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Today, I noticed an interesting fact about this year's Los Angeles Lakers team. All of their guards (even some forwards) shot above their three-point shooting career averages. This intrigued me as a researcher and a basketball fan. I had to ask, what caused such an improvement in a year where the Lakers did not make any meaningful off-season acquisitions and spent earlier parts of the season wondering if their star player, Kobe Bryant, would be traded?
When looking at the data, I only have two explanations. The first, Kobe Bryant's points per game are slightly down this season at 28 pts per game (almost 4 pts per game less from last season, and a whooping 7.4 pts per game down from 2005.) His shooting percentage is down as well, even if his three point
shooting average isn't. His assists per game as well are slightly below last season's average. So how could the Lakers play so well? Simple, the Lakers are a team this season. Kobe Bryant isn't taking those forced shots over triple teams. He is moving the ball which creates high percentage shots for others.
This is great news for the Lakers, but it does not explain the sudden 3-pt shooting improvement (Bryant still attempted 1051 shots in 51 games this season.)
The second explanation is the improved play of second year center Andrew Bynum. He is averaging a double-double (double digit statistics in two categories e.g. points, rebonds, blocks,... etc.)Bynum commands double teams in the post, which opens up shooters on the wings. Unfortunately, he averages only 1.7 assists per game, which almost equals his turnovers per game average. So, these two factors do indeed help a team's shooting, but they cannot explain the fact that every-single-guard improved his 3-pt shooting this season. I am not sure you get how much better the Lakers are shooting this season. Let's take Derek Fisher, a solid guard who shoots enough 3-pt shots to make it statistically significant. Fisher has a career average of 35% from three point range. This season he has attempted 150 3-pt shots. Based on his average he should have made about 52 3-pointers. This season however, he made 62. That's 10 more 3-pointers than he would have made on average!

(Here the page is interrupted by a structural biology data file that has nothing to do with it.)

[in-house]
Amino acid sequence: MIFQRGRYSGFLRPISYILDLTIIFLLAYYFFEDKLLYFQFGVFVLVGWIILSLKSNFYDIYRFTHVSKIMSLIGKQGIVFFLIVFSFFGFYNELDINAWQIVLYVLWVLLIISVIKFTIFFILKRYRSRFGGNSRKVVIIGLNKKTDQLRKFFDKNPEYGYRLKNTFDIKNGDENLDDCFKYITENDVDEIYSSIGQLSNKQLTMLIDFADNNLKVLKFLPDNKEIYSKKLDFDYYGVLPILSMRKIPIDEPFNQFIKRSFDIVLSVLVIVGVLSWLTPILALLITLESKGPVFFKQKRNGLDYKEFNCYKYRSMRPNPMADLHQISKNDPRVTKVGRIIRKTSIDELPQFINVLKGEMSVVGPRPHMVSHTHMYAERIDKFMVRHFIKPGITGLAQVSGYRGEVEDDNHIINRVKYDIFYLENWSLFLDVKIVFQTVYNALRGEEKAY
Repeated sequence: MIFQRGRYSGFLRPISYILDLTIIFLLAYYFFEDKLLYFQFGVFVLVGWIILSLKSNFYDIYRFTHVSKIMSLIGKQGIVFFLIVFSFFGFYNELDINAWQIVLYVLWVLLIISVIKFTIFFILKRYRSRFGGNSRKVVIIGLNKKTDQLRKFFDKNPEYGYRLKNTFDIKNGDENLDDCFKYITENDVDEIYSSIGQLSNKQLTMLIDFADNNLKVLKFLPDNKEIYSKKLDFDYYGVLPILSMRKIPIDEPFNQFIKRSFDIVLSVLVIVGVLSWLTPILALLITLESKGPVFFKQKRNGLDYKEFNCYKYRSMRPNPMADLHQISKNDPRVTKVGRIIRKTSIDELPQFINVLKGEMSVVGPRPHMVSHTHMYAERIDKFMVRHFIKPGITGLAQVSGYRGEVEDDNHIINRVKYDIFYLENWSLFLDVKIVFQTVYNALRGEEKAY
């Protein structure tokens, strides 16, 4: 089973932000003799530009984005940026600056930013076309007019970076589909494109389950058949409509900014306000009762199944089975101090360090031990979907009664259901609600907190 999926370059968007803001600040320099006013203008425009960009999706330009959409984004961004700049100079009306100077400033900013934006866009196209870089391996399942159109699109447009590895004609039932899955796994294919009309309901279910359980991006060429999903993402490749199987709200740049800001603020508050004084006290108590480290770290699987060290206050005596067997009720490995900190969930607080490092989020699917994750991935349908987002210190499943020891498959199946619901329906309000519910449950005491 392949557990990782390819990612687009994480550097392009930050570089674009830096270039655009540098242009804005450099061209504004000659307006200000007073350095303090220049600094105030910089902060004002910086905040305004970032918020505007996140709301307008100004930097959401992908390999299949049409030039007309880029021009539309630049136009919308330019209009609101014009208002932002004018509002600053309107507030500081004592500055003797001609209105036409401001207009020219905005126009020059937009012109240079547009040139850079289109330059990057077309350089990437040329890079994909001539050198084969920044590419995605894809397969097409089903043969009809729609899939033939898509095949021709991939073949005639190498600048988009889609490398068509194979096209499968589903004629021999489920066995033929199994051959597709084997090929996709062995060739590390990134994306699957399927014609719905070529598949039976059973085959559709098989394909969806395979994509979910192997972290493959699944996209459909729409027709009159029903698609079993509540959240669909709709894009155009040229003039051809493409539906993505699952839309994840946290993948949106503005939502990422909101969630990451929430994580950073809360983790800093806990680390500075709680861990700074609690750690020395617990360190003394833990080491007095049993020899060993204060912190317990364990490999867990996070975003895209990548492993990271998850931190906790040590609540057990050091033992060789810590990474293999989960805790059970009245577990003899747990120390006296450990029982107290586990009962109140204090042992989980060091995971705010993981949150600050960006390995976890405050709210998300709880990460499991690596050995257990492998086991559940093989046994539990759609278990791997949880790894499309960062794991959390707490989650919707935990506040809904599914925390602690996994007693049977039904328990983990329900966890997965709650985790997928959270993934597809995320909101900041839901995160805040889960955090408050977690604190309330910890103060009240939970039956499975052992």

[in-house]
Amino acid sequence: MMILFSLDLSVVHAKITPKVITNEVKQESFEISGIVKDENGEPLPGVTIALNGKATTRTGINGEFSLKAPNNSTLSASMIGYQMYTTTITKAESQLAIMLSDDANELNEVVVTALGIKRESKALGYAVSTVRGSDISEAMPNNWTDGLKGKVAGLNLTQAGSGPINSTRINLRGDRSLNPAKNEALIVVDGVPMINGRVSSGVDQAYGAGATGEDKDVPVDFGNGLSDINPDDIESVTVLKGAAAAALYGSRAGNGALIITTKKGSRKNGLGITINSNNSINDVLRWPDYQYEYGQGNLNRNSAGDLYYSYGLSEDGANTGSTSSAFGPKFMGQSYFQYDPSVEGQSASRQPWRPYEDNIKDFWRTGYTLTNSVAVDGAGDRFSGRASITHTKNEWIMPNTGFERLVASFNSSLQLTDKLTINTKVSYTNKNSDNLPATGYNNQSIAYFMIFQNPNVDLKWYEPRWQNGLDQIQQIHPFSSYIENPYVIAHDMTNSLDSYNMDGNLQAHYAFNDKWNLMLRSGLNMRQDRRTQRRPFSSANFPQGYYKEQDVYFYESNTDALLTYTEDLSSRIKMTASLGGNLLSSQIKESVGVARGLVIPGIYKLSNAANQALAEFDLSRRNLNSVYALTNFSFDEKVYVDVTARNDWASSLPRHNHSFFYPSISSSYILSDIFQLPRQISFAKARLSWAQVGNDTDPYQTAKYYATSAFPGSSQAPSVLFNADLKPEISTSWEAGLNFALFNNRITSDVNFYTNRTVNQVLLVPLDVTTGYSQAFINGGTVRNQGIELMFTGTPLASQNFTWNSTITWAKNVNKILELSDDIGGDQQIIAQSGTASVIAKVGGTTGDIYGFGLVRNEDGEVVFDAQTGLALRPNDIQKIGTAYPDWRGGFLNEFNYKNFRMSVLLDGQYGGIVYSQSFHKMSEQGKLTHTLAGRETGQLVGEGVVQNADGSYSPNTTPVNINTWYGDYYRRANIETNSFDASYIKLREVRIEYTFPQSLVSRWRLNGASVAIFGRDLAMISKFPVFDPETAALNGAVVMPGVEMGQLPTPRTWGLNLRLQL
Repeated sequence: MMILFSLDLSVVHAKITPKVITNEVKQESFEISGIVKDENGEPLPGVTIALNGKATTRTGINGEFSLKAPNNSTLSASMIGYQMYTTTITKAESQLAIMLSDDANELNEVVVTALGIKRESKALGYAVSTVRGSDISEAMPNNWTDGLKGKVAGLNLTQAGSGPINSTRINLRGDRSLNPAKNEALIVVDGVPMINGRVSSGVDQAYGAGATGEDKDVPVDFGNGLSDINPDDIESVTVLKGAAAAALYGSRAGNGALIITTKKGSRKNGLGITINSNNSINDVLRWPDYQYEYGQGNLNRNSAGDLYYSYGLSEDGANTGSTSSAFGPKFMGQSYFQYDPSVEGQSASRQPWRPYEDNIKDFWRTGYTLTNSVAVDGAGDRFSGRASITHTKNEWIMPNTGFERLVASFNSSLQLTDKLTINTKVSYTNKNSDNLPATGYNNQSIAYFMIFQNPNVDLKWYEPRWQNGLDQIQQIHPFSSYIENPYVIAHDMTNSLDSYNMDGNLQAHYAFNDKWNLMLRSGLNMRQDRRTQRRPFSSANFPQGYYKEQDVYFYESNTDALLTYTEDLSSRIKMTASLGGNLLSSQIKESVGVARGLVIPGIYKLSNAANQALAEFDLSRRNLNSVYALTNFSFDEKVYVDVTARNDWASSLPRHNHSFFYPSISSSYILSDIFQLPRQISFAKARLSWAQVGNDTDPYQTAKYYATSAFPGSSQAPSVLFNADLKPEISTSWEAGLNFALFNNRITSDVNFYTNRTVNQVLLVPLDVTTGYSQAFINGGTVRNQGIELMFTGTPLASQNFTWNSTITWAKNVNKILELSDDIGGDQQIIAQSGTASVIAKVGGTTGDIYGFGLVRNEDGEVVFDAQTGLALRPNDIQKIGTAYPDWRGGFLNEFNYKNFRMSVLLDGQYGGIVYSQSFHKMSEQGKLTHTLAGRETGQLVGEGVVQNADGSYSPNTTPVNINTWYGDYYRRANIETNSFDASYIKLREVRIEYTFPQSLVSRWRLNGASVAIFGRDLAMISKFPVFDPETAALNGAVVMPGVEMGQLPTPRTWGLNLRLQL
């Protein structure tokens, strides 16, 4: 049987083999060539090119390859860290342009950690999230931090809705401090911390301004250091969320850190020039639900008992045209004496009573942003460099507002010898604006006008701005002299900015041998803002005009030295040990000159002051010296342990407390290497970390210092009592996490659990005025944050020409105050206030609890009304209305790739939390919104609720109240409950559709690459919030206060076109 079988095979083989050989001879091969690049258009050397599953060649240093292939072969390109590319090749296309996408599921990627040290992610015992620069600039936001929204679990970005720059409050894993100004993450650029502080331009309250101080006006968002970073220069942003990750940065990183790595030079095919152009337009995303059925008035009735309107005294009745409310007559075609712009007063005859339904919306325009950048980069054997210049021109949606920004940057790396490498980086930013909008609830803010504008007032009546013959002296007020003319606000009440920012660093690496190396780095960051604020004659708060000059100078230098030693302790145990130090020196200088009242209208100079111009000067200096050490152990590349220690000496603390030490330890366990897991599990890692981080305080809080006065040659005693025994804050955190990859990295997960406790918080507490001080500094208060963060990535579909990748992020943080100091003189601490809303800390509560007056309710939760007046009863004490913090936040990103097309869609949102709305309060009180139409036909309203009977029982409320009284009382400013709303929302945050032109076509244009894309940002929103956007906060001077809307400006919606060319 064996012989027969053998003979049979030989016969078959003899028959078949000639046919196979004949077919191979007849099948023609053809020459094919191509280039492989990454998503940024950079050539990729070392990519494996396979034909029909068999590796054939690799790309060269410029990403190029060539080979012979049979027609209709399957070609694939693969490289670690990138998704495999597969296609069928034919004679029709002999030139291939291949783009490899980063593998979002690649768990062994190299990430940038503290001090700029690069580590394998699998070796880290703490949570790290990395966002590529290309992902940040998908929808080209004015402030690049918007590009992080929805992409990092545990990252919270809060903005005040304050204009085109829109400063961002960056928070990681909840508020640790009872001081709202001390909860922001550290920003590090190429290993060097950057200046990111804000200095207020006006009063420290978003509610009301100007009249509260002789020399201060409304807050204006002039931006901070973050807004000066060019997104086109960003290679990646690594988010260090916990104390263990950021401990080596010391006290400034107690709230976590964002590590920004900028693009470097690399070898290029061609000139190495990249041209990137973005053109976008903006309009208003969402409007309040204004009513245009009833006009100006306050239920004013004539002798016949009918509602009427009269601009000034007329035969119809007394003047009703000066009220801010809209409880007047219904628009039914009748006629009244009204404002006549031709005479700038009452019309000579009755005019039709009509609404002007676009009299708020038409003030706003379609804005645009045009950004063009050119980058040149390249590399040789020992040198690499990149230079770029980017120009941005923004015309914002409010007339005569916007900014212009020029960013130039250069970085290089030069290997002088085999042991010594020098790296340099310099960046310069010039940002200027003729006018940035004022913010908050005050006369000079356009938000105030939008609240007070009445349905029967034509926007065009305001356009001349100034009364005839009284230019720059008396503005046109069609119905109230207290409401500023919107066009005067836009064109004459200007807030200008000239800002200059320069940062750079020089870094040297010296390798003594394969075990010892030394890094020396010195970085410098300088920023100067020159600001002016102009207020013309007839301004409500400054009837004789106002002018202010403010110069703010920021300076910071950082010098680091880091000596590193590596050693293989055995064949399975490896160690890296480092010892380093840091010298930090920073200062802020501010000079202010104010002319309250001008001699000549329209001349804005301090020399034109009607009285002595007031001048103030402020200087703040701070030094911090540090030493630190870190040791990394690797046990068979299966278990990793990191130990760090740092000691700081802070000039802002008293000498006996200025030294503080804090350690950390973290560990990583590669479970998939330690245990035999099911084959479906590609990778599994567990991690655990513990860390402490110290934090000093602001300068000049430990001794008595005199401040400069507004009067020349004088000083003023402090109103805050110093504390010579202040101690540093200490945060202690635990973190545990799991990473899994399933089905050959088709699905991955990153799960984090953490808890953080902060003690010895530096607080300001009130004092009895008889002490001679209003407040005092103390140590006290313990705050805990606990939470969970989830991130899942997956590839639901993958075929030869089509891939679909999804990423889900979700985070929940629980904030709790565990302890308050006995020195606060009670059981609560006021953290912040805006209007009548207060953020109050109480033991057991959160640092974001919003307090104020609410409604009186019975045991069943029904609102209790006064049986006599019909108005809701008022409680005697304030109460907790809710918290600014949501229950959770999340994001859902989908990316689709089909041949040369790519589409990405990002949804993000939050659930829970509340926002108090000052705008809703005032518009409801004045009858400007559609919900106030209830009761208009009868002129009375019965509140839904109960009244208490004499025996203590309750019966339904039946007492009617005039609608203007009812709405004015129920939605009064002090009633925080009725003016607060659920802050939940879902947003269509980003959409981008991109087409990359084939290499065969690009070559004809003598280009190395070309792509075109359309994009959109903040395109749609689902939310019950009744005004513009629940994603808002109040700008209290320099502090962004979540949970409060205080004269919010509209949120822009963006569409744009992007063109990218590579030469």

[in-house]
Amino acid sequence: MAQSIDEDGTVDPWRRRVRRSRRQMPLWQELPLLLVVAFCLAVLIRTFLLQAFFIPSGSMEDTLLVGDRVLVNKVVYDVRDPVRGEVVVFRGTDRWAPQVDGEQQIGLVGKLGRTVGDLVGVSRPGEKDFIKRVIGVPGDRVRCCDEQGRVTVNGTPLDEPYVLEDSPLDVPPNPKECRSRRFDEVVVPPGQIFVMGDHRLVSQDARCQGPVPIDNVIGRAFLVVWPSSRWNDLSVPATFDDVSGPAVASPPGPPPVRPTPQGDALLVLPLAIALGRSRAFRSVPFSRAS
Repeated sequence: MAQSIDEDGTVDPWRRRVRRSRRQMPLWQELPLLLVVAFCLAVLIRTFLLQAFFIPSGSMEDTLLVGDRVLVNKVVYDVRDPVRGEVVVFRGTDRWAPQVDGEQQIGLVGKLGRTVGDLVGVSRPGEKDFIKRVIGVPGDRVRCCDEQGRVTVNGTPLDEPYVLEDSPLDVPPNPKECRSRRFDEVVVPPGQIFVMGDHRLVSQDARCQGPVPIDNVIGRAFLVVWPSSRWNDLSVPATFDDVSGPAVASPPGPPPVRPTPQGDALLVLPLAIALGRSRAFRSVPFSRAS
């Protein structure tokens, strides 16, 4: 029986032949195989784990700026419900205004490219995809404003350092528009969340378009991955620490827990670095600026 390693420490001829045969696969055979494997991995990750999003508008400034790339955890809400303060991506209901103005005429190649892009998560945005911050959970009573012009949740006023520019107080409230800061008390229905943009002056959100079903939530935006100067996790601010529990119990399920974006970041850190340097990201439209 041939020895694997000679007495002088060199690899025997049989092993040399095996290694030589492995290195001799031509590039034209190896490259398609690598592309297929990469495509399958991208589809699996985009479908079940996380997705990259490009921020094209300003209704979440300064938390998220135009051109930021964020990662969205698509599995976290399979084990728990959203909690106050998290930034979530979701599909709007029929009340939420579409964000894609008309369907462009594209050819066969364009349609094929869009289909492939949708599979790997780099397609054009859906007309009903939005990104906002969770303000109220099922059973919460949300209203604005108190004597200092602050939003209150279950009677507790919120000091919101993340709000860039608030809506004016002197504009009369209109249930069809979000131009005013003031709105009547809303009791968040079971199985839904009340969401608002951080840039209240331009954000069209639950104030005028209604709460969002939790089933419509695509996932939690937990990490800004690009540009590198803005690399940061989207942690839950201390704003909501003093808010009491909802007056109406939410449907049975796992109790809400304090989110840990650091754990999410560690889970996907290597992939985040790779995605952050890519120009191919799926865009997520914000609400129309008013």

As you can see, numbers couldn't tell the story, so I had to dig deeper. Later that night, I found the answer: Craig Hodge. No, he is not on the 15-man roster. In fact, he hasn't played in the NBA since 1992, the year he won an NBA championship with Michael Jordan's Chicago Bulls. Craig Hodge was cut after the 1991-1992 season coming off back-to-back NBA championships, three consecutive NBA All-Star 3pt shooting champion titles, and leading the NBA in 3-pt shooting percentage for two seasons. So, I am not surprised that the Lakers hired Hodge as a shooting coach, and subsequently, their shooting percentage improved drastically. What does surprise me however is: how did such a sharpshooter end up out of the NBA at 32, without any serious injuries, drug violations, or off-court trouble? To give you a better perspective, Hodge is one of two players who have won three consecutive NBA All-Star 3-pt shooting contests. The second of the two is Larry Bird, an NBA Hall of Famer.
To answer my previous question, one has to define off-court trouble. Every year the NBA champions visit the white house to be congratulated by the President of the United States. During his 1992 visit, Hodge handed President Bush Sr. a handwritten letter expressing his discontent with the administration's treatment of African-American communities. Shortly after that, not only was Hodge out of the NBA, but he never got a single tryout invitation from any NBA team ever since. Now, conspiracy theories are extremely hard to prove, just ask those that believe a government would terrorize their own people to stay in power. It might be hard to make a case that Hodge fell out of the NBA's favor for speaking up for his community with the Commander in Chief (Hodge did sue the NBA in 1996 and lost.) What won't be as difficult is to point to is his influence on the Lakers' 3-pt shooting for the seasons to come.
To read more on the Hodge case, please read Ira Berkow's Still Searching for the Truth The New York Times, February 18th, 1996. You can access the article here (Free NYTimes.com registration requiered)
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